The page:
Old Town merchants group opposes new Colorado Ave. concert

       Old Colorado City businessman/promoter Charlie Cagiao is proposing another free street concert with a nationally known “classic rock” band in the 2600 block of Colorado Avenue, in the same place where Jefferson Starship played May 6.
       This time the band would be Firefall, which formed in Boulder and had several hit albums in the 1970s. The planned date is Saturday, June 24.
       However, support from local merchants appears to be less than there was for the Starship concert. That event, which featured a total of four bands over an eight-hour span and attracted roughly 5,000 people, was financially backed by the Old Colorado City Associates (OCCA) merchants group. But the OCCA has voted against the Firefall plan, and three nearby merchants are actively working against it.
       Cagiao said he will nevertheless continue seeking a special events permit from the Colorado Springs Police Department. He said a survey he took of merchants in the 2500 and 2600 blocks showed 40 in favor and only 5 opposed.
       Those blocks would be the only two closed off this time; for the Starship concert (also on a Saturday), the 2400 block was closed as well.
       In convincing the OCCA to pay the up-front costs to bring in the Starship, Cagiao had argued that it would be good exposure for the historic shopping district and that many of the concert-goers would shop in the stores. He still believes that's true. “If we promote the area, it's got to be consistent - at least one band a month,” he said, adding that he's working on bringing another older band, Ten Years After, to Vermijo Park Saturday, Sept. 9.
       Nancy Stovall, OCCA's executive director, said that some businesses benefitted from the Starship concert, but others did not. Such mixed results were not encouraging based on the reality that “for the majority of merchants, it hurts their businesses to close the street on Saturday,” she said. “It's not as bad on a weekday or a Sunday, but Saturday is our main day.” Also, she noted that June to August are “tourist months. For a lot of stores, that's what keeps them alive the rest of the year.”
       She said another factor in the OCCA board's decision was the red ink the group incurred from paying front-end costs from the Starship concert without receiving the anticipated level of sponsorship funds in return. The exact amount of the loss has not yet been disclosed.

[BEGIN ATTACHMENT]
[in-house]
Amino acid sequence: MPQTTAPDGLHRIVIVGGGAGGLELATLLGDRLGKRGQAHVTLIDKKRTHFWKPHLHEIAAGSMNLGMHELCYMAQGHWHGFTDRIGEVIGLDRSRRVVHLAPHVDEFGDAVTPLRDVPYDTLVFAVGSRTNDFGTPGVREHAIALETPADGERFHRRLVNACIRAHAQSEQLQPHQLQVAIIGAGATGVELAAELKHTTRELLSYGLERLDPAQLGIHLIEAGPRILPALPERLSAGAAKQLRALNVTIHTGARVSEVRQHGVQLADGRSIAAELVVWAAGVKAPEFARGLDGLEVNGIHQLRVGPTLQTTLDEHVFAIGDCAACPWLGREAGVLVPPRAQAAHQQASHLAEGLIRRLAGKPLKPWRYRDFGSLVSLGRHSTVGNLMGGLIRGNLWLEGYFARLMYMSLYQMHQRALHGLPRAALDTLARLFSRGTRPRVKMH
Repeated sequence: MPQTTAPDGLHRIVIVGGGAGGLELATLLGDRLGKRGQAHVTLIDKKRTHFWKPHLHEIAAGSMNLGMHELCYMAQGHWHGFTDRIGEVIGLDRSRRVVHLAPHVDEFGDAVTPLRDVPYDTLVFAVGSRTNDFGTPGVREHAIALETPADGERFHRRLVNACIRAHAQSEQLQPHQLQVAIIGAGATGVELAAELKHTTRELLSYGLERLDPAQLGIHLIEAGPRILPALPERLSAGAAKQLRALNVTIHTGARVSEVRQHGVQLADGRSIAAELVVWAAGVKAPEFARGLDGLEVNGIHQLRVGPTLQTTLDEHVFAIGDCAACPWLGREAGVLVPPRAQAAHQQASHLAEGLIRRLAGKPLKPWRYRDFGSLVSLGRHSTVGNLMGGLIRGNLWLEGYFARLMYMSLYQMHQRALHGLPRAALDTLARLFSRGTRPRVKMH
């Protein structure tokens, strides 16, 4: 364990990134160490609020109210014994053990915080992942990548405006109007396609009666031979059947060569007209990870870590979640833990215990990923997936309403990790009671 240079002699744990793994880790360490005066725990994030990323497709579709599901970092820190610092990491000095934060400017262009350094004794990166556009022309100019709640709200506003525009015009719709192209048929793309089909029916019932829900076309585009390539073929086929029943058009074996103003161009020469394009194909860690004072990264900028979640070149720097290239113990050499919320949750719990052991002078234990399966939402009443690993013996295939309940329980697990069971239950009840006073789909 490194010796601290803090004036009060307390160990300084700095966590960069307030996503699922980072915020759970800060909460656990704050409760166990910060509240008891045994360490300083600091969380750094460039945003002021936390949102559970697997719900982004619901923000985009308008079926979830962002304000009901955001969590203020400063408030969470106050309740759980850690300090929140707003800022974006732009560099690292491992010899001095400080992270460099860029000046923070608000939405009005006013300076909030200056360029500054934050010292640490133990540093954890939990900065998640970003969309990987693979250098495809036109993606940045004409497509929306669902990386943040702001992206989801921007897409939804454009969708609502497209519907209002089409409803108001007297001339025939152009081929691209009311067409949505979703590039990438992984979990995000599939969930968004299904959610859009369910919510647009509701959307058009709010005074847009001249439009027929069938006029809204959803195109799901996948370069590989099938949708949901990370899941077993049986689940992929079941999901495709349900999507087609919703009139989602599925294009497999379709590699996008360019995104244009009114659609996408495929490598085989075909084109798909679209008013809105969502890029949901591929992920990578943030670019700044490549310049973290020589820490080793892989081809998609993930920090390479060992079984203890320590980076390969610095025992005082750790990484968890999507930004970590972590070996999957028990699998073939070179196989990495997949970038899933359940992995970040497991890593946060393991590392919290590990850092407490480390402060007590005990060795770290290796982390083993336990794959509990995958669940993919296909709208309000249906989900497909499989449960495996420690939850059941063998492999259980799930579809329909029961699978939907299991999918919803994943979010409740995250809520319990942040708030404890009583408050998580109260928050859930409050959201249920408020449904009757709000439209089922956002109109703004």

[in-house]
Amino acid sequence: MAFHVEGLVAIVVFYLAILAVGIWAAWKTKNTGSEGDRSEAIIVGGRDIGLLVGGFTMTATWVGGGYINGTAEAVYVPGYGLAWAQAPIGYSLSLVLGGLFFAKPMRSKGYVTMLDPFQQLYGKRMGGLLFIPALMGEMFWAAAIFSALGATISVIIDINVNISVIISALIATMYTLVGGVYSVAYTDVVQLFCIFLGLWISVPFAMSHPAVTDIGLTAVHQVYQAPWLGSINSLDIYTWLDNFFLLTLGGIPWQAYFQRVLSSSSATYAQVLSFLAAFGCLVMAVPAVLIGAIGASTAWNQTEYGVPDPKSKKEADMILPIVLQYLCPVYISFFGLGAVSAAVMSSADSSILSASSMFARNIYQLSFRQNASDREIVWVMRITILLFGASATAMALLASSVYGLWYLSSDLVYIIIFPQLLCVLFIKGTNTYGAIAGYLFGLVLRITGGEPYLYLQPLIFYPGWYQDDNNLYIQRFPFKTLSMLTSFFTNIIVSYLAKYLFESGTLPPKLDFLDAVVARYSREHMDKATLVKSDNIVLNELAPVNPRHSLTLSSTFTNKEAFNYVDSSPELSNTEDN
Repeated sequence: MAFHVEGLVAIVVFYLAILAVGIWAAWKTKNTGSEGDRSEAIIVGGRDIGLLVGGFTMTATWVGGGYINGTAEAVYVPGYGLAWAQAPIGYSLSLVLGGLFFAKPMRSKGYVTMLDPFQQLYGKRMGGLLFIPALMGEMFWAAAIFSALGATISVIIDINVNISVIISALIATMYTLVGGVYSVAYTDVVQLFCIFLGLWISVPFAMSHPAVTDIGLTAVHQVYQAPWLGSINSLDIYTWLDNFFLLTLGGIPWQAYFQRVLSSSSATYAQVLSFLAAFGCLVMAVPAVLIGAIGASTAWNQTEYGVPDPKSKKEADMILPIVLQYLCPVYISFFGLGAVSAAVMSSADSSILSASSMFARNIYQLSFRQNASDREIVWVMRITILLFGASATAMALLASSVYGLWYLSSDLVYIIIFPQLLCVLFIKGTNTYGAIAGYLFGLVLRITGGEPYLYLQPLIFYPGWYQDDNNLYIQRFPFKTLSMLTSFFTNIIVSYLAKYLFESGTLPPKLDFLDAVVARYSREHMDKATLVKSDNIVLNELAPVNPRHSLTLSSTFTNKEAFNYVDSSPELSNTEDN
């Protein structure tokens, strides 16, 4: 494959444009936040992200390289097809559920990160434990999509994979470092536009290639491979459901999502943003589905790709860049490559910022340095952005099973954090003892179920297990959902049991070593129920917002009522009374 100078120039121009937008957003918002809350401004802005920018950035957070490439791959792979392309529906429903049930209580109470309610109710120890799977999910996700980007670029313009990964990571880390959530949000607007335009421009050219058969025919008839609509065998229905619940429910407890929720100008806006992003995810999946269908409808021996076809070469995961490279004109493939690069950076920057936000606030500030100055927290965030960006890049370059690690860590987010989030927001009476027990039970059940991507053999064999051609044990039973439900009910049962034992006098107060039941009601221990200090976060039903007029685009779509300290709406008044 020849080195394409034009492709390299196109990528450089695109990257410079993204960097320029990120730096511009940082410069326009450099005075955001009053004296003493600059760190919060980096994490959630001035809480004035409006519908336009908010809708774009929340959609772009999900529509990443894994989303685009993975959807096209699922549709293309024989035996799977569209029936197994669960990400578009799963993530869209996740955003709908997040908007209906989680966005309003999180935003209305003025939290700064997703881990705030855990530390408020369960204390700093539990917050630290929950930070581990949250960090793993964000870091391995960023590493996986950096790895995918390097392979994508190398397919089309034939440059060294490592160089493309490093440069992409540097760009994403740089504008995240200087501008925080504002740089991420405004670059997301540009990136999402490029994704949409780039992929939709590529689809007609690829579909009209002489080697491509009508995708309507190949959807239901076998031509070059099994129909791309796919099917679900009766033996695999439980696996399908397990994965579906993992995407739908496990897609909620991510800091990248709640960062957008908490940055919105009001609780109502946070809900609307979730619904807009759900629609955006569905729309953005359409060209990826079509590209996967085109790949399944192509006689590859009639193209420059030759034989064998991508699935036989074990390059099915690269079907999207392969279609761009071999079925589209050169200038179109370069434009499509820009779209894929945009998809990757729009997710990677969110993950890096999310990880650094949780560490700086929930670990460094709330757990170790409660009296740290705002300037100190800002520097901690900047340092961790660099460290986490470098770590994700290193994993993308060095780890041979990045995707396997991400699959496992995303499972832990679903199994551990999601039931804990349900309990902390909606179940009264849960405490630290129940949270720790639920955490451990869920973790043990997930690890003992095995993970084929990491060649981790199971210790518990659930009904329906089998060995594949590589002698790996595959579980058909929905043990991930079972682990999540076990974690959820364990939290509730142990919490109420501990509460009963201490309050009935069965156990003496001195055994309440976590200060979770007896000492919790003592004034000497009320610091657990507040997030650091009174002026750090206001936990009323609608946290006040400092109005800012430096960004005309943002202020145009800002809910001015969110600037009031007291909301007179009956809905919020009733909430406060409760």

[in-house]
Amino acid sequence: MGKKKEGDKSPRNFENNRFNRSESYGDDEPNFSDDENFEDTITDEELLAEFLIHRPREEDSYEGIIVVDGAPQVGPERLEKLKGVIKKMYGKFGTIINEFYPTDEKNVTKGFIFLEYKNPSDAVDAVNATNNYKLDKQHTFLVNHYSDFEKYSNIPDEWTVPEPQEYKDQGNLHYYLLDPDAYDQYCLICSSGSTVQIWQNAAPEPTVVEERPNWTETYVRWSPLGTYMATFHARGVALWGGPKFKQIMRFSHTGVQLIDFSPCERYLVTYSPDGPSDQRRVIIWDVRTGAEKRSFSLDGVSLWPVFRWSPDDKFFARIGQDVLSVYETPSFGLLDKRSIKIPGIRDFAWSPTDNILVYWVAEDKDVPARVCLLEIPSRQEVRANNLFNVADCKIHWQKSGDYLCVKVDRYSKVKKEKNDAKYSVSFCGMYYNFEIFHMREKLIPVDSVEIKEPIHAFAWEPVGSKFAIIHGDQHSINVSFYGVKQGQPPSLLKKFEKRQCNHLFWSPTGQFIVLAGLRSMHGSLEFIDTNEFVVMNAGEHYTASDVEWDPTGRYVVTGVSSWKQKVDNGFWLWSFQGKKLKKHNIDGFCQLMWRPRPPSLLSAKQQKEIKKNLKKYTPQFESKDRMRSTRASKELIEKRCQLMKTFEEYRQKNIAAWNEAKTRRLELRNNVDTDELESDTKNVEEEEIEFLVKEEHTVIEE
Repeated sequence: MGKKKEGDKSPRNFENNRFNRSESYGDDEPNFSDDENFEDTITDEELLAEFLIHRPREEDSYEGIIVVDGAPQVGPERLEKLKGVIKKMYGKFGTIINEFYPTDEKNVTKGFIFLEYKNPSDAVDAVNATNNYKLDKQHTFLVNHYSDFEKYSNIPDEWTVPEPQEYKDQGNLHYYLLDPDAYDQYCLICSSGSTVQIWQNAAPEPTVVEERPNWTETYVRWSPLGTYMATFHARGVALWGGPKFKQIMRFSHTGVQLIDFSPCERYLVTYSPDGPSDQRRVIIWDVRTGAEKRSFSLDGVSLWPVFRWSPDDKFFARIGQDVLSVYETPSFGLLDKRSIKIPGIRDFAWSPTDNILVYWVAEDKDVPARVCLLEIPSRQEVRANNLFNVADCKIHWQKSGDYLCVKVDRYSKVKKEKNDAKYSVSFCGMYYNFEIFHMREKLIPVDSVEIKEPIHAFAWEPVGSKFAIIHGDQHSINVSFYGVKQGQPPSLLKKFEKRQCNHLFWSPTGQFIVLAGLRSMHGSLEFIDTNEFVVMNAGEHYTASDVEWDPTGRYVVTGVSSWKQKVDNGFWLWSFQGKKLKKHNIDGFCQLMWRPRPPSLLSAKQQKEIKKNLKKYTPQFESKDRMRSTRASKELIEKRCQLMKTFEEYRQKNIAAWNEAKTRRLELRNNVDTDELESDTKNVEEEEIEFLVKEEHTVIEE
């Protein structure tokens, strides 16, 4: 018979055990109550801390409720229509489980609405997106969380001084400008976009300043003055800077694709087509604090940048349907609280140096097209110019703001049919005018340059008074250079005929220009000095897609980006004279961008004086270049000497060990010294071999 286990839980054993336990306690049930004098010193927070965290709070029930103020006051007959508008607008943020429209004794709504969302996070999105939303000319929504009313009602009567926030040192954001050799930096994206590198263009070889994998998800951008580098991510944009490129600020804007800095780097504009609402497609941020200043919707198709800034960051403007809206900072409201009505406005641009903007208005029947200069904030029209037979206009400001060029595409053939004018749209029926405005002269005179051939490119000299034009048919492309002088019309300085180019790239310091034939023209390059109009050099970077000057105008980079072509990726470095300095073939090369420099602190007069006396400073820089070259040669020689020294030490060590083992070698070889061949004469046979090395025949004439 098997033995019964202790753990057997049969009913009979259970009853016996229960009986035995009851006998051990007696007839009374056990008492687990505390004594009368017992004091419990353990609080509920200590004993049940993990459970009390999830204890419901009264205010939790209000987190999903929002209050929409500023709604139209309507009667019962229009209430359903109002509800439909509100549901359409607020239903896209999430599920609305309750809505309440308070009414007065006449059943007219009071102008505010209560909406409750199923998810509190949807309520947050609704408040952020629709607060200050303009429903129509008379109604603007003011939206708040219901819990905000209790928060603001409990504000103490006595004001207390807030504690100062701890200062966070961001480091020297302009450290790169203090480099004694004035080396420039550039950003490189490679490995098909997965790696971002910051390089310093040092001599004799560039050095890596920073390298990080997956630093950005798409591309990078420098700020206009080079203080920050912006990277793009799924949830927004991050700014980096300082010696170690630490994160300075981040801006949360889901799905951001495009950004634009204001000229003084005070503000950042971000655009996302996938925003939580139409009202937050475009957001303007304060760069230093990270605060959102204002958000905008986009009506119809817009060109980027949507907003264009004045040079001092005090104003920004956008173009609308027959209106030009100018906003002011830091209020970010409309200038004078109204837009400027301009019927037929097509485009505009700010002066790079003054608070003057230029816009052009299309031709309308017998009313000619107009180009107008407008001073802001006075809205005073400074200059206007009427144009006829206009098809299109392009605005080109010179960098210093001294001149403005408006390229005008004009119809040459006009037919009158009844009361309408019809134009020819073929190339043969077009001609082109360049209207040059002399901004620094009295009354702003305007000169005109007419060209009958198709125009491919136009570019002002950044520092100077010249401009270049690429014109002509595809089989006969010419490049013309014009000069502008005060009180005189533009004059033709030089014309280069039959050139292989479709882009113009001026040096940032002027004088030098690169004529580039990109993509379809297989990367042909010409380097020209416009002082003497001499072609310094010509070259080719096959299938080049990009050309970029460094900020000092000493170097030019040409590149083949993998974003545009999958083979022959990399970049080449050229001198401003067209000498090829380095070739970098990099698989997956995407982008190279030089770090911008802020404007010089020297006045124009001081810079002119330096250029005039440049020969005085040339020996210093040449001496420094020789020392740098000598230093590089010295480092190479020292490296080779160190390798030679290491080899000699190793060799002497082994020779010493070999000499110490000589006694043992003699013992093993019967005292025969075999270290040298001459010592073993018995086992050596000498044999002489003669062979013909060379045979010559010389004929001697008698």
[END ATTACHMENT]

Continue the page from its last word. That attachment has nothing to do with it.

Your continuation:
Stovall added that Sgt. Robert Weber, who is in charge of special events for City Police, has been informed of the OCCA board vote. Police consider several factors in approving a request to close off the avenue for such an event. With the Starship, these included noise, traffic and potential neighborhood disruption. Regarding these factors, Weber had said after the Starship concert that there had been few problems or complaints.
       Merchants who have gone public against the June 24 Firefall concert plan are artist Laura Reilly, who has a studio/gallery in the 2600 block and has sent out e-mails to several people, including the Westside Pioneer; Alicia Griggs of Elements Art Gallery in the 2600 block, who has sent an opposition letter to Weber and shared this with others, including the Pioneer; and Don and Linda Schlarb, owners of a propane business in the 2700 block, who complained at the May 25 meeting of the Organization of Westside Neighbors (OWN) that large crowds increase the danger to their propane tanks.
       Both Reilly and Griggs said the Starship attendees interfered with their businesses, including (as Griggs noted) eating in front of the stores, climbing on the rooftops or choosing to “do their business” near the buildings. “Why is it that if a liquor store is planning to open in a neighborhood, that the public has to be notified, but a concert can be planned to disrupt business without any public notification?” Griggs asked in her letter to Weber.
       A related issue for the OCCA board is what to do about the possibility of anyone seeking a permit to close off the avenue, regardless of the OCCA's wishes. In the current situation, “this happens to be a merchant in the area (Cagiao, who is actually vice president of the OCCA board), but it could have been anybody from anywhere,” Stovall said.

Westside Pioneer article